Movie or Book… Which Was Better: The Girl With All The Gifts

The never-ending debate.  Which was better, the book or the movie?

I just finished reading The Girl With All The Gifts just a few days ago upon my wife’s suggestion.  After finishing it, a day or two later we sat down to watch the movie.  I’ve read a lot of books that have been turned into movies, and vice versa so I decided to write up some of the differences that were glaring and rough to me.  I’ll also touch on some of the things they got right.

The first and most annoying difference between the movie and the book was the difference between the two main characters.  It’s like the director of the movie decided to flip them.  Honestly, Miss Justineau in the movie was close to how I’d envisioned Melanie, just a little older.  The opening line of the book states: “Her name is Melanie. It means “the black girl”, from an ancient Greek word, but her skin is actually very fair so she thinks maybe it’s not such a good name for her.”  That inconsistency really upset me, but I got over it because the actress who played Melanie in the movie was brilliant.

The movie (as with most/all movies) takes some of the dead time out of the book.  They were traveling for a long time before they came across the tank-like vehicle in the book, but in the movie, it seemed to be just days if not hours.

Another thing that really bugged me was Dr. Caldwell tells Melanie about what the actual disease/pandemic is.  Melanie is an incredibly curious girl throughout the whole book (and movie), but the book really built on the unknown a lot more.

But, I will say that for how in depth the book was — the movie got a lot of it right.  Granted Mike Carey wrote the book and the screenplay, so that must help.  But there was a lot more in this movie than not.  All the characters I expected were there and because it’s a movie, where more “real” and like-or-hateable.  The scenery was exactly as I expected — which surprised me a bit.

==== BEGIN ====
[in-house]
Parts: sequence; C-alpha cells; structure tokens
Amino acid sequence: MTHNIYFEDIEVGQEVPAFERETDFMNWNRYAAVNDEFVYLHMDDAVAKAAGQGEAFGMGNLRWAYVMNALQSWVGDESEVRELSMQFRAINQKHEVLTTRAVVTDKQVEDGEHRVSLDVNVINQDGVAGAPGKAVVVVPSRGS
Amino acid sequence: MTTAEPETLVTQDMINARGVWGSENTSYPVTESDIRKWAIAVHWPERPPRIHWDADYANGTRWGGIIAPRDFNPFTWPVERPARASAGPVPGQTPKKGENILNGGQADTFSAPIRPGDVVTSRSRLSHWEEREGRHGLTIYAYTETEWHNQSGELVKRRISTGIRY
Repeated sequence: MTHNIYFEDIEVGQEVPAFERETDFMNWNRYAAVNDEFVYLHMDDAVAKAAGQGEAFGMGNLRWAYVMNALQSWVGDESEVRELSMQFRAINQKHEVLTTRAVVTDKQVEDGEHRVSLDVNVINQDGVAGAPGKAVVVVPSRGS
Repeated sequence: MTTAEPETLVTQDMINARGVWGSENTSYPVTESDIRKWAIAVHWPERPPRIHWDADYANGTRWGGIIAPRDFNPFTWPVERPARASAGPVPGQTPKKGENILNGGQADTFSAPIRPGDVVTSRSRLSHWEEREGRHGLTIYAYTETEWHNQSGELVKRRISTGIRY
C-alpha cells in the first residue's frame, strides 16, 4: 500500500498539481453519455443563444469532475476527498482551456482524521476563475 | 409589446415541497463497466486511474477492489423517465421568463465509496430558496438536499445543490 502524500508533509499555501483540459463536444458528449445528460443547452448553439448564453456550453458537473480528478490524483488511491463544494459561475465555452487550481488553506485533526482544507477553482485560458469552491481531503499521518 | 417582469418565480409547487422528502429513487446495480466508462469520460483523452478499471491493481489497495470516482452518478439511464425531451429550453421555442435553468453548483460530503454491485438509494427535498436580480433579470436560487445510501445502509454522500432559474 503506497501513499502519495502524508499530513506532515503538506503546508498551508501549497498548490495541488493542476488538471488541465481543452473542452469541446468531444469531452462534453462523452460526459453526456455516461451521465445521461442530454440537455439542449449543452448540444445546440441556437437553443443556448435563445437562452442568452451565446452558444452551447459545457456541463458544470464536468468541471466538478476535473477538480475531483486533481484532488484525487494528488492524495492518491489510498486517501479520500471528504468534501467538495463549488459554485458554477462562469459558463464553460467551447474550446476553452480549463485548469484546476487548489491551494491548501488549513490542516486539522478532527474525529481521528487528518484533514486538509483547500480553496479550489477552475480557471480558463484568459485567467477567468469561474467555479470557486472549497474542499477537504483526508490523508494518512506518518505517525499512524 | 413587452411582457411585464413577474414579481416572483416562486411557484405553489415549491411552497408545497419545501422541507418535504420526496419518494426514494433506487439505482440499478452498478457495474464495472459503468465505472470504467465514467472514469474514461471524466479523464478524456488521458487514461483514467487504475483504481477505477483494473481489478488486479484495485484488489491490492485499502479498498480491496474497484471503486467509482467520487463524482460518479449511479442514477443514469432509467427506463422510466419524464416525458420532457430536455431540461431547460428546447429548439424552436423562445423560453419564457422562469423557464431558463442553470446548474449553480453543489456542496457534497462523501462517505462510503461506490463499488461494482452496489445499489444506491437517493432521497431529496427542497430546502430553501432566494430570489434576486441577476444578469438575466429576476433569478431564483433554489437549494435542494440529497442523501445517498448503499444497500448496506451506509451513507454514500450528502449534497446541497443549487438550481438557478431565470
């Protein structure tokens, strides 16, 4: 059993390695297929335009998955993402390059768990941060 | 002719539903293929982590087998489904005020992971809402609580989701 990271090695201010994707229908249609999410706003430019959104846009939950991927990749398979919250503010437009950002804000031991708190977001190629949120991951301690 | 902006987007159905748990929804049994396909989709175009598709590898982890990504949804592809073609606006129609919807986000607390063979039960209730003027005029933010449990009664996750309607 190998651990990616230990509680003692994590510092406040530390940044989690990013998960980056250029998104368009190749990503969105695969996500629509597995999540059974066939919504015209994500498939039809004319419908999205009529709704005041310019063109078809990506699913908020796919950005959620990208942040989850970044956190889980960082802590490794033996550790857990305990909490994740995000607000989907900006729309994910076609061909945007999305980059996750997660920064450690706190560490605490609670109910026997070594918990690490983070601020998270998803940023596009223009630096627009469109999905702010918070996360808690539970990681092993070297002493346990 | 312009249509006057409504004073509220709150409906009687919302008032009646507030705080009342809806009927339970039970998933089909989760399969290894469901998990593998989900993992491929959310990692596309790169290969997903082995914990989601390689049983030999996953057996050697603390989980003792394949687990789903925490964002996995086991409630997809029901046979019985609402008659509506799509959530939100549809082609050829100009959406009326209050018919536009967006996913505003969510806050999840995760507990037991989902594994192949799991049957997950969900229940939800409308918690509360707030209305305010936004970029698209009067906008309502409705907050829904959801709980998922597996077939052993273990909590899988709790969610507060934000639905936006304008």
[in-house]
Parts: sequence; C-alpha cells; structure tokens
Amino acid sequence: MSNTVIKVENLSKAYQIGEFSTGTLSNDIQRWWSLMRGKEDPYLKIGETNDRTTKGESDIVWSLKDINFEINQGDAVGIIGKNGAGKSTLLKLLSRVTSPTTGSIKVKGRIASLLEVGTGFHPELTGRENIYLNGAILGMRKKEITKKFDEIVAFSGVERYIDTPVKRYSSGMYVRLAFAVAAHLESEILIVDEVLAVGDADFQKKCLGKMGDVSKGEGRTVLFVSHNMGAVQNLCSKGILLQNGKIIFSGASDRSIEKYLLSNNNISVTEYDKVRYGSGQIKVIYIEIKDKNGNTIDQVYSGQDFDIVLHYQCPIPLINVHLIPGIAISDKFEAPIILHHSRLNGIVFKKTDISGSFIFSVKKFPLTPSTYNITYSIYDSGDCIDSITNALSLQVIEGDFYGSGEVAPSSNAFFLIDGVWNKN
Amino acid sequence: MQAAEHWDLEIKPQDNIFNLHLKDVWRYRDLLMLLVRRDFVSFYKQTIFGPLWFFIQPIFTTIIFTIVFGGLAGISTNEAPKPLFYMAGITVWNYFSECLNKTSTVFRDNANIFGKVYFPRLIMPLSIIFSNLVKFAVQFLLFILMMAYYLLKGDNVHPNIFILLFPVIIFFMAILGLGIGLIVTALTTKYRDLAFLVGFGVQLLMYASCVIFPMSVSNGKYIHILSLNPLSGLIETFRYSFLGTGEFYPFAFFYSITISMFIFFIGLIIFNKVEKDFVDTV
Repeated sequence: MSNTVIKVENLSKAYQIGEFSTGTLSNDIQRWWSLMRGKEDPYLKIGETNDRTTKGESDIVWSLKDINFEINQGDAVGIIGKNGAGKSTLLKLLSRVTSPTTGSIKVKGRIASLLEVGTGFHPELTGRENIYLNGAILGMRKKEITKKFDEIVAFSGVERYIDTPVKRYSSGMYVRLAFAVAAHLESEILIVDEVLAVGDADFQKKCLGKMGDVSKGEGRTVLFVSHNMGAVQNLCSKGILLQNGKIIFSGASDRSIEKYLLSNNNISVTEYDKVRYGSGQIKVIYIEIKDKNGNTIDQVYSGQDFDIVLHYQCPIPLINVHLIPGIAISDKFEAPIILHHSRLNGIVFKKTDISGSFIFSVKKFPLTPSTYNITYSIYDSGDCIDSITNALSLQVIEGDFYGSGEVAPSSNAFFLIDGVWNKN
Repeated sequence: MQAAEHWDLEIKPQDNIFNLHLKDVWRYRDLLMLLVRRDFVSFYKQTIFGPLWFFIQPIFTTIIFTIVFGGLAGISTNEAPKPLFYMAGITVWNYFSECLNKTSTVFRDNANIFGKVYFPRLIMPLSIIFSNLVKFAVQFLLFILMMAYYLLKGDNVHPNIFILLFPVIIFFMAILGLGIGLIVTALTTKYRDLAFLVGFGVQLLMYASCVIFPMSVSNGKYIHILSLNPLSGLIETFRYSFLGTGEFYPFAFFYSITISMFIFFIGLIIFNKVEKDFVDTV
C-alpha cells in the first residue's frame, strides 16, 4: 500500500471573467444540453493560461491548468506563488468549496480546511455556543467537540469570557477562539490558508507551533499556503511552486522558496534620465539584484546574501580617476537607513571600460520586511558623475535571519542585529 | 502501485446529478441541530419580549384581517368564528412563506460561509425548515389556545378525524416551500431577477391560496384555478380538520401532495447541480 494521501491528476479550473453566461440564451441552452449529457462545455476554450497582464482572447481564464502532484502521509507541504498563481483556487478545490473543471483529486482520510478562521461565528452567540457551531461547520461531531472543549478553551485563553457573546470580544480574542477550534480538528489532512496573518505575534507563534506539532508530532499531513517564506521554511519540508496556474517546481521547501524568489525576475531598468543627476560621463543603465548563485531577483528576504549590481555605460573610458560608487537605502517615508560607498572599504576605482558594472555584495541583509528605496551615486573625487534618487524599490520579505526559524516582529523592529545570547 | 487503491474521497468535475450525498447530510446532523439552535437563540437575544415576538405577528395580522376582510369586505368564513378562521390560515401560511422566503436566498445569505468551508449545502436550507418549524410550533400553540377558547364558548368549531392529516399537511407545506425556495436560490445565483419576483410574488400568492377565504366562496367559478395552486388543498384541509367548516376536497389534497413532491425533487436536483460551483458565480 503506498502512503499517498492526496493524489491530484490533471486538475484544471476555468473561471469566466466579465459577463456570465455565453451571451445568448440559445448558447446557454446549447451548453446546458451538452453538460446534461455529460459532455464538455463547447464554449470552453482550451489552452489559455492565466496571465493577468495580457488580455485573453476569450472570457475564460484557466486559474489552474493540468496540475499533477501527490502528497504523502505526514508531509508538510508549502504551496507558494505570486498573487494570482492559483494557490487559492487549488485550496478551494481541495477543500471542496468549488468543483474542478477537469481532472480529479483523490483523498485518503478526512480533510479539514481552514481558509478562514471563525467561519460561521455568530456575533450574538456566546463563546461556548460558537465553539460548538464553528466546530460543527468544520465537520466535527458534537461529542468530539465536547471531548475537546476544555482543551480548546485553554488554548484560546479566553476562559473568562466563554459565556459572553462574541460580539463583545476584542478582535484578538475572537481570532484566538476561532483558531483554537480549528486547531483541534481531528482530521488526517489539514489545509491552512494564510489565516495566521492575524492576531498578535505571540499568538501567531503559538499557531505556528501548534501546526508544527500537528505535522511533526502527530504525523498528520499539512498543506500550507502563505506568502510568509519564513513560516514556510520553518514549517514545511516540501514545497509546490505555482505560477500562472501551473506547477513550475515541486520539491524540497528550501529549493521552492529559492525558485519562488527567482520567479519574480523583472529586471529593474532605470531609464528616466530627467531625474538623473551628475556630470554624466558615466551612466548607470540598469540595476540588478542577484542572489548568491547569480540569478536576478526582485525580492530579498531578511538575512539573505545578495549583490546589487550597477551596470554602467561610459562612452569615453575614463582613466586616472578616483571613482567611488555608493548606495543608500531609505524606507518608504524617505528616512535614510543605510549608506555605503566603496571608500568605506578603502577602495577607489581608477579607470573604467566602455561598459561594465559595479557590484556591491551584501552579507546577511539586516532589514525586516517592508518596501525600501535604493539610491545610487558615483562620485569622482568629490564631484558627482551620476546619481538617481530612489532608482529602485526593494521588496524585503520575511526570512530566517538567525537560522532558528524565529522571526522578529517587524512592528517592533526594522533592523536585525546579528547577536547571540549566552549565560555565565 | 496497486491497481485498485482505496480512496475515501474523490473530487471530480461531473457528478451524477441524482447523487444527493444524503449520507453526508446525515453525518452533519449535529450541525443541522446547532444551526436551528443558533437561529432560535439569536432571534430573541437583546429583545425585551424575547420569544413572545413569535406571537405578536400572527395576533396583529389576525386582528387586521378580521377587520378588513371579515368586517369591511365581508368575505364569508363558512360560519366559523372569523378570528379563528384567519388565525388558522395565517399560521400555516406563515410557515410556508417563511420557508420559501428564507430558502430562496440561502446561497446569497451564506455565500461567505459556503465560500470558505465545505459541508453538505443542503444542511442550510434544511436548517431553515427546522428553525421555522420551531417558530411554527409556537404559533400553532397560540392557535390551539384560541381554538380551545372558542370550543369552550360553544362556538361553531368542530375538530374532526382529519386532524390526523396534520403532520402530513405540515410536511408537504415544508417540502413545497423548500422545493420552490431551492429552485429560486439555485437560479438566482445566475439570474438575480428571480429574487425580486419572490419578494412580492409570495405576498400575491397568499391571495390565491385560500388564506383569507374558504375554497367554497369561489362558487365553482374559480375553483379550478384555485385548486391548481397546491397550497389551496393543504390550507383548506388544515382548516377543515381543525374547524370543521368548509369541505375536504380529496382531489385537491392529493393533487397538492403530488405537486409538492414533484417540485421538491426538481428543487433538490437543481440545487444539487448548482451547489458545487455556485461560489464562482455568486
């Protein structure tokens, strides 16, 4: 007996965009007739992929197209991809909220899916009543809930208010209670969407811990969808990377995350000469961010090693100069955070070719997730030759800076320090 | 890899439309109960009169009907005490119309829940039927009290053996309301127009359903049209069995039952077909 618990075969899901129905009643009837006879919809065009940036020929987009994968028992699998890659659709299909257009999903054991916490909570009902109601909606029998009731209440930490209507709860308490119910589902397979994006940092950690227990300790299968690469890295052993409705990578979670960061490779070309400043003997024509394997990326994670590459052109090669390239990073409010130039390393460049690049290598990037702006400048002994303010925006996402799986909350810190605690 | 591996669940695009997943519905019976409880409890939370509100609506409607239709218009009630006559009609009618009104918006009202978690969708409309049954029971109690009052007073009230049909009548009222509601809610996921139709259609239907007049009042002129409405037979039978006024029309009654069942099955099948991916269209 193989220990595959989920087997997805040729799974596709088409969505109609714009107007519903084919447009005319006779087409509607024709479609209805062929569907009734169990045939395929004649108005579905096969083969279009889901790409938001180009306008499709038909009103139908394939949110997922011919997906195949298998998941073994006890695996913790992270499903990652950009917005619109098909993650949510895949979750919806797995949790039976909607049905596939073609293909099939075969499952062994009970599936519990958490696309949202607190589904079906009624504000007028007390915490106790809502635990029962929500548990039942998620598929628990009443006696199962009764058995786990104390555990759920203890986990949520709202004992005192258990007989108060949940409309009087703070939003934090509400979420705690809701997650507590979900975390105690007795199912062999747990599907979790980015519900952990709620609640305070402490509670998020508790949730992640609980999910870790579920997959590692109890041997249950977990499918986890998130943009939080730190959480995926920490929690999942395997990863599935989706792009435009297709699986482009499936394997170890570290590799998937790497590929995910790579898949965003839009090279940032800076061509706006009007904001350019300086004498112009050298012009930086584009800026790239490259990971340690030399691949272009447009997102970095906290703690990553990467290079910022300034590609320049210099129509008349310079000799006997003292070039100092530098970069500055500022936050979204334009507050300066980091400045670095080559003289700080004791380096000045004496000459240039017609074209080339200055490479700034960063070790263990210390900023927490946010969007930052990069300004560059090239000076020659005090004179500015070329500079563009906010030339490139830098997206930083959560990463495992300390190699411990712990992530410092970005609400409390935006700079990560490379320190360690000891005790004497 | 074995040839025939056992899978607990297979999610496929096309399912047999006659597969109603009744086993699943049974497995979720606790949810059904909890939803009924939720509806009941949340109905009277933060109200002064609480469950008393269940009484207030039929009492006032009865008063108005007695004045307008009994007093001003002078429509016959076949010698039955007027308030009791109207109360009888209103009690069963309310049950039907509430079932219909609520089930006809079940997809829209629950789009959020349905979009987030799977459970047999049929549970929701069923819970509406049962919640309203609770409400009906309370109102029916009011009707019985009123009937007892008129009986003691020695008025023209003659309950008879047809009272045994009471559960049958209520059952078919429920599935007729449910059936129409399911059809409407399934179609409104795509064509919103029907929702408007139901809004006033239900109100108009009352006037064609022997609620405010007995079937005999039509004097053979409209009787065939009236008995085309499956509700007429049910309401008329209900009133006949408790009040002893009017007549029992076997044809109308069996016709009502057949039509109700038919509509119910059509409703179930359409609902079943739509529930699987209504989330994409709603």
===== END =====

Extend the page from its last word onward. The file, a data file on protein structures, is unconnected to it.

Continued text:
The amount of blood and gore in the book is pretty well translated to the movie — which was needed.  The book is visceral at times which added to the grittiness of it. I’m glad that the movie was able to capture the same feel.

My biggest worry would be that the ending wouldn’t be the same (I’ve been trying to write this article without spoiling much and it’s nearly impossible). I was terrified that they were going to clean up the ending and make it more “Hollywood”.  But, being that this wasn’t a Hollywood film (thanks, UK!) they did not do that.

Overall, those who have read the book will be a little disappointed with some of the things they left out or changed.  But to be honest, I think that the movie did a pretty great job capturing the book as a whole.

Author: Brian

Hello! I'm Brian --- also known in the beer world as BrianBeerGod. I decided to foray my love for reviewing beers into the world of book reviews. I enjoy reading sci-fi, zombie, disease/science, business fiction, thrillers, and comedy/memoir books. Also "Orwellian," Utopian and Dystopian novels. Some of my favorite books include: 1984 by George Orwell, the MEG series by Steve Alten, and books by Richard Preston, Matt Reilly, and Douglas Preston.

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